Street robberies are prevalent and they happen at all times of the day. Criminals usually brandish knives or machetes. Swaziland experiences violent deaths on a frequent basis. ‘Some of the murders have been particularly gruesome.’ Rapes occur ‘frequently’.

The report called Swaziland 2017 Crime & Safety Report from the Unites States State Department Bureau of Diplomatic Security is published annually. It was updated on 8 May 2017.

On crime threats, the report stated, ‘The general crime rate is above the U.S. national average. Although criminals considered Mbabane and Manzini prime grounds for operation due to the number of people, businesses, and affluent areas, the rate of crime reported in small towns and rural areas increased in 2016. There are some local crime gangs but no organized crime.

‘Congested urban areas are particularly dangerous at night; and occasional daytime larceny has been reported. The presence of pedestrians should not be taken as an indication of a secure/safe environment. Suspects have found themselves pursued and beaten by by-standers.

‘Residential burglary and petty theft are the most commonly reported crimes, with street robberies being the most prevalent. They occur at all locations regardless of the time. Criminals are generally interested in cell phones and cash.’

The report added, ‘Criminals usually brandish edged weapons (knife, machete) and occasionally firearms and will resort to deadly force if victims resist. The general modus operandi of robbers is to target residences or businesses that have little/no security measures in place. They will use force if necessary but rely on the threat of force to commit the act.

‘While the number of murders per capita remains lower than some African countries, Swaziland experiences violent deaths on a frequent basis. Some of the murders have been particularly gruesome. Victims have been found decapitated, and body parts were mutilated or removed. Some are a result of disputes among criminal groups.

‘Rapes occur frequently and tend to be perpetuated on isolated/desolate urban and rural areas or roads.’

The response time of Swazi police to incidents is described as, ‘slow, if at all, unless the police are in the general area where the incident occurred. Police consider a 30-minute response time adequate, even in urban areas. Police are generally willing to assist but often lack transportation and resources to properly respond to, or investigate, crimes.’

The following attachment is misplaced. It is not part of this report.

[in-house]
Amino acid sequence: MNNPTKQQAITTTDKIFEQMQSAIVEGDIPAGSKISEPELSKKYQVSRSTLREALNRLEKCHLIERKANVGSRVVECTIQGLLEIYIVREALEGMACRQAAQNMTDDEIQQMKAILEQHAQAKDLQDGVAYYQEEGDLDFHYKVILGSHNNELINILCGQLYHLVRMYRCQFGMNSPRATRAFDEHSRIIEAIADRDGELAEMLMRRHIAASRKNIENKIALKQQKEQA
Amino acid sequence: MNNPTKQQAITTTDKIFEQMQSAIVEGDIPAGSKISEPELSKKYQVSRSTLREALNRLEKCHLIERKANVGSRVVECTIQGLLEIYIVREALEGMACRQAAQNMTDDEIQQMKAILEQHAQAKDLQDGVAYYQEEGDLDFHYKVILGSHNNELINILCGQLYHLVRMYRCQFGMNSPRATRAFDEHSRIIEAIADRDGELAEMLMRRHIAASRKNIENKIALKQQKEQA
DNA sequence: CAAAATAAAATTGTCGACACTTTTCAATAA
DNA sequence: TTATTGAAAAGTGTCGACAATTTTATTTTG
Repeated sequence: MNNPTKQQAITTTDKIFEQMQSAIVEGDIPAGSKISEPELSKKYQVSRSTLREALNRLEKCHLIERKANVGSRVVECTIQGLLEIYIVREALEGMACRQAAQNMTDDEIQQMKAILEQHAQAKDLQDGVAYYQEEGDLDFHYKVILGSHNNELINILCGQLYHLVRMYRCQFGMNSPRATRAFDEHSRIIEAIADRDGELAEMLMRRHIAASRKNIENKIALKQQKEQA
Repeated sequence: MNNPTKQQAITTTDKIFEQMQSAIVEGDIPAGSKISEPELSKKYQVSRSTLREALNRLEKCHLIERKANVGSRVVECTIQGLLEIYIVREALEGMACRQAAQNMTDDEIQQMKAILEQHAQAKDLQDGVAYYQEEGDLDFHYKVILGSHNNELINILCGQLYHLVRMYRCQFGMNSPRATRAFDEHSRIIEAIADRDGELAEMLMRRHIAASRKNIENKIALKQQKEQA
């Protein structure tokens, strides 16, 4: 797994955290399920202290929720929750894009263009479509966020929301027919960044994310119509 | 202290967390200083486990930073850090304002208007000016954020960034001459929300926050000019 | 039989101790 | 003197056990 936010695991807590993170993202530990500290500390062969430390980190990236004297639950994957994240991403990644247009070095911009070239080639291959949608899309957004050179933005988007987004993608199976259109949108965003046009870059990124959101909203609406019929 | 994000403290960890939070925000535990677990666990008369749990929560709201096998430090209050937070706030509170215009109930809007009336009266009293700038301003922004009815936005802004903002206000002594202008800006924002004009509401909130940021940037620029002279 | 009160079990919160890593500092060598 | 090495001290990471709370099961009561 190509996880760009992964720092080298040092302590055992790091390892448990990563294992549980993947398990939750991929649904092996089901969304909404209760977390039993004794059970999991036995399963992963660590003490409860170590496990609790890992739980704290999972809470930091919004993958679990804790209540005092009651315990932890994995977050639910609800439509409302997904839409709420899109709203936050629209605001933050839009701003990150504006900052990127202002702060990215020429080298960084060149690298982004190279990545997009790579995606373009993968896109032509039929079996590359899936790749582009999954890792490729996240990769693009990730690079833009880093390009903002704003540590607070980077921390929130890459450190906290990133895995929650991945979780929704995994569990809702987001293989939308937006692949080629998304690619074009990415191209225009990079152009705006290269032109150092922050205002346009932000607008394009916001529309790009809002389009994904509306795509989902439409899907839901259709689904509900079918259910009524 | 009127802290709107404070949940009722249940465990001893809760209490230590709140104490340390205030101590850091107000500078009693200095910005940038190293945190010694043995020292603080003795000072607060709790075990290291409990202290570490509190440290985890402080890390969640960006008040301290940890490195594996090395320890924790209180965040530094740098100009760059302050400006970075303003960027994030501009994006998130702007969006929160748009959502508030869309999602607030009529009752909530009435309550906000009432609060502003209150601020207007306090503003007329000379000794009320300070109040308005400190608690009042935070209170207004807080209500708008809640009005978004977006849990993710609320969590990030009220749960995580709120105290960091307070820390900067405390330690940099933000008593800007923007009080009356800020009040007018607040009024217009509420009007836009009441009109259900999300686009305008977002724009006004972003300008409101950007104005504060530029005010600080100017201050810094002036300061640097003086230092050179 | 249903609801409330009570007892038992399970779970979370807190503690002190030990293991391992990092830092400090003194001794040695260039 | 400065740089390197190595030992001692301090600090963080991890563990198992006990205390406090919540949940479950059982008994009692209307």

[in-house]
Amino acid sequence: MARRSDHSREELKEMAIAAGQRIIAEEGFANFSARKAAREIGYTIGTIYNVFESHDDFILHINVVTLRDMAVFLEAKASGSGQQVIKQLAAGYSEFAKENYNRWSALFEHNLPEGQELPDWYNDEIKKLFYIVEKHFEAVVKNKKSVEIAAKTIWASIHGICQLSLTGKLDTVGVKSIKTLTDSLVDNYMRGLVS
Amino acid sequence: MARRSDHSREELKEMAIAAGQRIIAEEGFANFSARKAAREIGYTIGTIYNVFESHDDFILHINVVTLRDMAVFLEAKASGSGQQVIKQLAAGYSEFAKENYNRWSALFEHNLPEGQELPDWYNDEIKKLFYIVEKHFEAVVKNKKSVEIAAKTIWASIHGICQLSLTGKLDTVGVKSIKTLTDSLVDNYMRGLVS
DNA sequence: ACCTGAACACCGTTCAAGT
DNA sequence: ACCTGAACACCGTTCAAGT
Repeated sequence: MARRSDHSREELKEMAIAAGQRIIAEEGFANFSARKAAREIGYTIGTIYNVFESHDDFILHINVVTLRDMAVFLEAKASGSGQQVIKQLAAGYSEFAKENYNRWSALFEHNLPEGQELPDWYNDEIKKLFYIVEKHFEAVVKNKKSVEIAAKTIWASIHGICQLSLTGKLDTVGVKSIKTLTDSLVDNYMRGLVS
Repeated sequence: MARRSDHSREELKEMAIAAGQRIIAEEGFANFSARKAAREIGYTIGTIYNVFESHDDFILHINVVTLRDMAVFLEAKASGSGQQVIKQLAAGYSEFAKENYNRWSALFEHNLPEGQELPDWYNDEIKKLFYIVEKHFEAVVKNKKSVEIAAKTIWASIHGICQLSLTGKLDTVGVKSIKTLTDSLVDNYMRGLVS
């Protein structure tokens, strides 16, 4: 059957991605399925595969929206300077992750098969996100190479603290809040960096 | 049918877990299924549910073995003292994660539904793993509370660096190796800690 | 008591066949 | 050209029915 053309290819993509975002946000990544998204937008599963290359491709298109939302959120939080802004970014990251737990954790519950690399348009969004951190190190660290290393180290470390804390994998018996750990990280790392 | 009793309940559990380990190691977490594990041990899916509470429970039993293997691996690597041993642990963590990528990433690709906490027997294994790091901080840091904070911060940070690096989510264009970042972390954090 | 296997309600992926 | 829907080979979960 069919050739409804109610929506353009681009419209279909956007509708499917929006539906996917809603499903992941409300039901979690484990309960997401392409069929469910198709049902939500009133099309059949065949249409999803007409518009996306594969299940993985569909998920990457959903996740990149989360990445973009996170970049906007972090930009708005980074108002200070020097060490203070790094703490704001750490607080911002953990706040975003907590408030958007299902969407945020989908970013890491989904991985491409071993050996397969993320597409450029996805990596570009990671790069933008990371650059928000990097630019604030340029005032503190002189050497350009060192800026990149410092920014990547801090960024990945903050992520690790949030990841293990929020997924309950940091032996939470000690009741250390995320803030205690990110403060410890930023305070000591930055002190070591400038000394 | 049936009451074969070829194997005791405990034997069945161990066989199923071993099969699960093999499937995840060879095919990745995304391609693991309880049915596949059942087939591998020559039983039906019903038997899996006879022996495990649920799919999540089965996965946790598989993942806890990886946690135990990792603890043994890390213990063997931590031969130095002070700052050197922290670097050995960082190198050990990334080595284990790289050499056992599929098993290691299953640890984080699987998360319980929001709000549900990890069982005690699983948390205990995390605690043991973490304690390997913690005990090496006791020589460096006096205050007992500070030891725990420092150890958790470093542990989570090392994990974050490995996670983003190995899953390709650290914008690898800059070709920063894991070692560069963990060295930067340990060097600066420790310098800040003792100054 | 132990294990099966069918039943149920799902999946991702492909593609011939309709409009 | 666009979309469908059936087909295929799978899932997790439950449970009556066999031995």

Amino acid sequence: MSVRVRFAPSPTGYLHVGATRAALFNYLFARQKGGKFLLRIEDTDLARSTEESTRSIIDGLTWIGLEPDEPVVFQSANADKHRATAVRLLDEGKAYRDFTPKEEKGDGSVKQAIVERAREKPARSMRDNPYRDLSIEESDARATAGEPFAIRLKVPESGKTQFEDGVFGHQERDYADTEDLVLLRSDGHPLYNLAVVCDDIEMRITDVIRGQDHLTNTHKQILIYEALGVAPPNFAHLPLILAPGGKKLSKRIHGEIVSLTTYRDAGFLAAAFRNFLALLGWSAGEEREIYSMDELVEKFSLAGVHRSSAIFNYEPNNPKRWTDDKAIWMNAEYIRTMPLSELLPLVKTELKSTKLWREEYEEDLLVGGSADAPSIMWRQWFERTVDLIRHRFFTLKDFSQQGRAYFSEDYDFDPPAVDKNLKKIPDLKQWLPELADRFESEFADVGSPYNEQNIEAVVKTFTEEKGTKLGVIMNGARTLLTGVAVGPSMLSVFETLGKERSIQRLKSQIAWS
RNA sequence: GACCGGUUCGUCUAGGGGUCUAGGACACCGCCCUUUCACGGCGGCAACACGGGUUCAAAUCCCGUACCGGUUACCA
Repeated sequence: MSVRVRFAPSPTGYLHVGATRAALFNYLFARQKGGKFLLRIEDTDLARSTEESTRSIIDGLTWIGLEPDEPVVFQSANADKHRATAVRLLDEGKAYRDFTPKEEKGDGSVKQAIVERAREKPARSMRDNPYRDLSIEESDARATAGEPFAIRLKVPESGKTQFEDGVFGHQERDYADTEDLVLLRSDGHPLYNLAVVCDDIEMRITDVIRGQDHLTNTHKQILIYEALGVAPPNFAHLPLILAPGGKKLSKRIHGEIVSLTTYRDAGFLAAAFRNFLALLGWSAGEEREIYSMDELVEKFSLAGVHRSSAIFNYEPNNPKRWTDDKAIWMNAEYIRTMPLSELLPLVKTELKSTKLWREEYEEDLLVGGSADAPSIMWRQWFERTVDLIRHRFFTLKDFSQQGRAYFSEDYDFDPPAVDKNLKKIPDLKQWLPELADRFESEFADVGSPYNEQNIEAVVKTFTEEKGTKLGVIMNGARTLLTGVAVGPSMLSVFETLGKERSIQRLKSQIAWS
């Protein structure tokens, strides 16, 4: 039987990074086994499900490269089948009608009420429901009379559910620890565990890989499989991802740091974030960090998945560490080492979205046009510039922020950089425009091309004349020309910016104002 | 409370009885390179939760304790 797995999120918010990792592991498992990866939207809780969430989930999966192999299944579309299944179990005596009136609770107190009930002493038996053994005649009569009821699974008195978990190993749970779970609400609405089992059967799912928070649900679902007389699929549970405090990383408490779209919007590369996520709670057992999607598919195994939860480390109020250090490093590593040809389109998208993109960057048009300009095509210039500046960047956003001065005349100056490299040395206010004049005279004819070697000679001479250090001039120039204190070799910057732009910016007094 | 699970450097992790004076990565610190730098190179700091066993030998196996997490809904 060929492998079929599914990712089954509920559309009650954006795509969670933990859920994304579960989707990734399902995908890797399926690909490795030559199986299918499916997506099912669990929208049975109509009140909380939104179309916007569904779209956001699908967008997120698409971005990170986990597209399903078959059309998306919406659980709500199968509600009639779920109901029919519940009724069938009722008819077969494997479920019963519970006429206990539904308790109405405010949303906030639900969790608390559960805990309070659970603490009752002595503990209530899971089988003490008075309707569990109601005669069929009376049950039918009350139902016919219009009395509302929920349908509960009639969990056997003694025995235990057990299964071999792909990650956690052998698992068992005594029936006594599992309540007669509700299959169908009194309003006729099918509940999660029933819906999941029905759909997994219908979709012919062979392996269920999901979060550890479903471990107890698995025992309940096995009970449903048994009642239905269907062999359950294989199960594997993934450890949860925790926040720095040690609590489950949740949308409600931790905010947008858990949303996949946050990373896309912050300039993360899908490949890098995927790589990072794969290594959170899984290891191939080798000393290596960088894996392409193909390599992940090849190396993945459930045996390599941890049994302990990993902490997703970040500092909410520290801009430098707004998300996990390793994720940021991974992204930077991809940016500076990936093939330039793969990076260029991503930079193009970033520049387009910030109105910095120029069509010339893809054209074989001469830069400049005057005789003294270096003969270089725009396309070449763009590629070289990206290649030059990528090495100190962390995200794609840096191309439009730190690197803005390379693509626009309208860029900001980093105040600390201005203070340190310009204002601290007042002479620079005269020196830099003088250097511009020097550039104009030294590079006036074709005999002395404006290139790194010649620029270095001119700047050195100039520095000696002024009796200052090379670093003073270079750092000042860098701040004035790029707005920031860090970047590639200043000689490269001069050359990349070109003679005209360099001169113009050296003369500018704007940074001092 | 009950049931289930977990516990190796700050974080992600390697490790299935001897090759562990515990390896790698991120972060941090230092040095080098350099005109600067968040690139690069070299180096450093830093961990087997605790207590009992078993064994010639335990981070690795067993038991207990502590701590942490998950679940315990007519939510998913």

In March 2017, the Times of Swaziland reported there was a great deal of concern in neighbouring South Africa about crime in Swaziland. 

The newspaper reported that Swaziland’s main commercial city Manzini was considered, ‘a haven for International crime kingpins who have become so sophisticated that they are supplying shops with fake cosmetics and counterfeit drugs’.

It added, ‘Human trafficking is also a crime regarded as a serious problem in the country, which led to a Parliament probe being launched following a high number of nationals from Asian countries being found in the country without legal documentation while others suspected of obtaining citizenship illegally.’

The growing of dagga [marijuana] was another crime that refused to go away, the Times reported.

It added, ‘These incidents suggest that there is a whole lot more criminal activity taking place than what meets the eye. As a country with one of the highest expenditure on national security, Swaziland should be a country no criminal should dare to set foot.’

In 2015, Swaziland was came bottom among 100 nations on factors that included crime rates, life expectancy and national police presence, in a survey by ValuePenguin, a New York-based global consultancy, according to a report in the Observer on Saturday newspaper.